I tried, tried and tried again to dive into The Princess Casamassima while immersed in Malcolm X's story, he who was raised so close to where I live, in Lansing and then in mostly-white Mason, Michigan, in the home of a foster family. He moved on to a dreadful but fascinating life on the streets of New York and Boston to, in his words, find “some kind of hustle to survive” and “to stay high in some way to forget what [we] had to do to survive.“ I kept telling myself in opposing parts of my brain that there is great value in James’s writing, reminding myself of the many times I had already been informed by the thought processes of his characters. Weighing pros and cons in complicated situations in my job or personal life, I kept turning to him, like a counseling friend or professor. But the lifestyle, the wealth beyond imagining, the goods and comforts and delights of the upper crust! How could I reconcile these with the violence, poverty and systemic obstruction of black people in my country, suppressed beneath even the poorest white folks, treated as less than human?
Whatever I told myself, I just couldn’t stomach it. It wasn’t only that I tried reading them together. It was that I was asking myself to resolve the distinctions, to bridge them in meaningful ways, to live with them, because I recognized myself as a person born to white privilege in a context of still-horrifying racial conflict.

While this reading struggle took place, massive protests in Baltimore were erupting over the death of Freddie Gray at the hands of the police. Simultaneously with Malcom’s description of the death of a black Harlem man after police shot him in 1943, I read media coverage of the same country in 2015 rising to fever pitch over the same abusive police practices in Ferguson, New York, Baltimore, and virtually everywhere else. How could anyone believe that much has changed?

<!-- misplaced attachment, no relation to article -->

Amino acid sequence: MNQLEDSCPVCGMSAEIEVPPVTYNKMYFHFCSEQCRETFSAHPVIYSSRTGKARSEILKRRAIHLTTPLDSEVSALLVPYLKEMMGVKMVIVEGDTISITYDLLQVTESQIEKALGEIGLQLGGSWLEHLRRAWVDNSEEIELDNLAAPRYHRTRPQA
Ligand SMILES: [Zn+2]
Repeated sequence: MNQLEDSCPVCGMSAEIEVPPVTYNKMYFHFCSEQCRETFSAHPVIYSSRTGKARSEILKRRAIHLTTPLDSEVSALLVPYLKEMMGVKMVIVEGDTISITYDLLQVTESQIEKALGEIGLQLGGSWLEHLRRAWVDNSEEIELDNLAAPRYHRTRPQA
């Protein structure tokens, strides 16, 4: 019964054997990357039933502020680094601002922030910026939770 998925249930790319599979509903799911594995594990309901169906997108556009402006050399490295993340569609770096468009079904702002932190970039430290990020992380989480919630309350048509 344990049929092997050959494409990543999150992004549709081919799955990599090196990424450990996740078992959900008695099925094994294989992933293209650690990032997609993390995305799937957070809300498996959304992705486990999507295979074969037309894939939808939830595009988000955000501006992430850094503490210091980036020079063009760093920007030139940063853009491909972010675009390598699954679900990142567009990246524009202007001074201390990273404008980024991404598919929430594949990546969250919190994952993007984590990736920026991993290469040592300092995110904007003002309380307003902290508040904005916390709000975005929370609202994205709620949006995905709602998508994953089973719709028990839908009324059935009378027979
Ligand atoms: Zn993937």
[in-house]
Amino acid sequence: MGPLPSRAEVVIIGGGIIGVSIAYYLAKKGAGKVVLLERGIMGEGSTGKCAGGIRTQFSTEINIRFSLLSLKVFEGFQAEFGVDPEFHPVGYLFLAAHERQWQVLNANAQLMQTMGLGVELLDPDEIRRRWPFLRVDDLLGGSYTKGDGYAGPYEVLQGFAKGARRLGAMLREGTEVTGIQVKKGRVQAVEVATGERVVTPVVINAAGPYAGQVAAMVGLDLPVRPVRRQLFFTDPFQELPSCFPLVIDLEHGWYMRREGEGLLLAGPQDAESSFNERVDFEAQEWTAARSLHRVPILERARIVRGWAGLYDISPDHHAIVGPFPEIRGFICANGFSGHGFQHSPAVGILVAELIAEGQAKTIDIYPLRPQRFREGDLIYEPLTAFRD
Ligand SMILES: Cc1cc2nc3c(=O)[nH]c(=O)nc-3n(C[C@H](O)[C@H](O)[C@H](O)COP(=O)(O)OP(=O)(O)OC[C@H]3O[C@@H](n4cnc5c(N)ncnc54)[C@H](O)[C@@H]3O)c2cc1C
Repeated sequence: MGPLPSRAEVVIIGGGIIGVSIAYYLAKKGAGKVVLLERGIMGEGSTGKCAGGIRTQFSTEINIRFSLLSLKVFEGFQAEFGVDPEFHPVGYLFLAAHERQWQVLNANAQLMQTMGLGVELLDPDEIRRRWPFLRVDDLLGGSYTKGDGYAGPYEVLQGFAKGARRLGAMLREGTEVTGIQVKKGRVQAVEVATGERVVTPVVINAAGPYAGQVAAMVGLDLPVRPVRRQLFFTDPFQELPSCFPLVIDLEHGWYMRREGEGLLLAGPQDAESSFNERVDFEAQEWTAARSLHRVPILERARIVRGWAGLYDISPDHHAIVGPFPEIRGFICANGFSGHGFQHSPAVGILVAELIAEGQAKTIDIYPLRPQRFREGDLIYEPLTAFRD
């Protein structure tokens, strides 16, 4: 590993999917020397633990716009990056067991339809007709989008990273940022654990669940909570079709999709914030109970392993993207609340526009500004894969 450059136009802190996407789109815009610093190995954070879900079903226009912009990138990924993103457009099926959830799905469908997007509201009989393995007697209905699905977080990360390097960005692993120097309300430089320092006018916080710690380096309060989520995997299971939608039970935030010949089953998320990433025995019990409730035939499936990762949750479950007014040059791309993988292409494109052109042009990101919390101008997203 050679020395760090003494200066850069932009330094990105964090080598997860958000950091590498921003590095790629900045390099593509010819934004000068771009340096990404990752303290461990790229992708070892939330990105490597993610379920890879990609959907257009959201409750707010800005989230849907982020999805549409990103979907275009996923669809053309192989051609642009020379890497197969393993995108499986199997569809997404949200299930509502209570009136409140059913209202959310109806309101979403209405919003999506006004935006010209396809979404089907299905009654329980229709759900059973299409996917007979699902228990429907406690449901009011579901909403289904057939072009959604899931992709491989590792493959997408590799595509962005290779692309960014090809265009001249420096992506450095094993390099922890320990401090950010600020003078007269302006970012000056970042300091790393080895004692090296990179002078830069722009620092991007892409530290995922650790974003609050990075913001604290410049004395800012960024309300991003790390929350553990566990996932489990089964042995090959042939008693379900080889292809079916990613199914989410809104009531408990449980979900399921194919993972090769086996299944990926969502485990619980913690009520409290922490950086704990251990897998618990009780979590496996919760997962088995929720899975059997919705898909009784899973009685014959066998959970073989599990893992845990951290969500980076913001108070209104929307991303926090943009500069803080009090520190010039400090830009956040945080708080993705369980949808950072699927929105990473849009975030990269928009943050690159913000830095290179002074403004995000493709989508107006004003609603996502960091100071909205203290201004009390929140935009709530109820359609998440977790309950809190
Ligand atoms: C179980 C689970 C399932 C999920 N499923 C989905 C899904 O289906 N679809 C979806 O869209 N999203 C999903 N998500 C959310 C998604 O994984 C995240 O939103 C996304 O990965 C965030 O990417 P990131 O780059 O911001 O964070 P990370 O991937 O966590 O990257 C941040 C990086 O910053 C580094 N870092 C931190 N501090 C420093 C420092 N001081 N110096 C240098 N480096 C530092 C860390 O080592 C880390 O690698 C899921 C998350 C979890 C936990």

Then one night in bed with my iPad Kindle app I got past the first few pages of The Princess Casamassima and realized that the hero of the novel, Hyacinth Robinson, is dirt poor. Not only that, the novel is actually about the remarkable class struggles in England mid-19th century, and how the Princess Casamassima becomes involved. (I refuse to read summaries of these books before reading, because of spoilers.) Here was a topic congruous with the struggles of Malcolm X!

The truth is, like James’s hero, poor Hyacinth Robinson, I love living vicariously in the cool, sophisticated salons of wealthy aristocrats. Gorgeous art, polished furniture, windows the size of walls opening out onto serene lawns, bibelots arranged on tables that cost a common man’s annual wages, rustling silk, shuffling servants — I find it all bedazzling. When the Princess Casamassima renounces her monumental possessions and turns to a London ghetto homestead for the cause of a rebellion against nobility, I feel a certain pleasure flicker and fade. Now whose splendor will sparkle through the rest of the book’s pages? Am I kidding myself that I want to read James for his characters’ wise and deep critical thinking processes? Am I really more smitten with their private landscapes, vast halls dressed in mirrors and paintings, their delicate teacups, spotless gloves and elegant manners?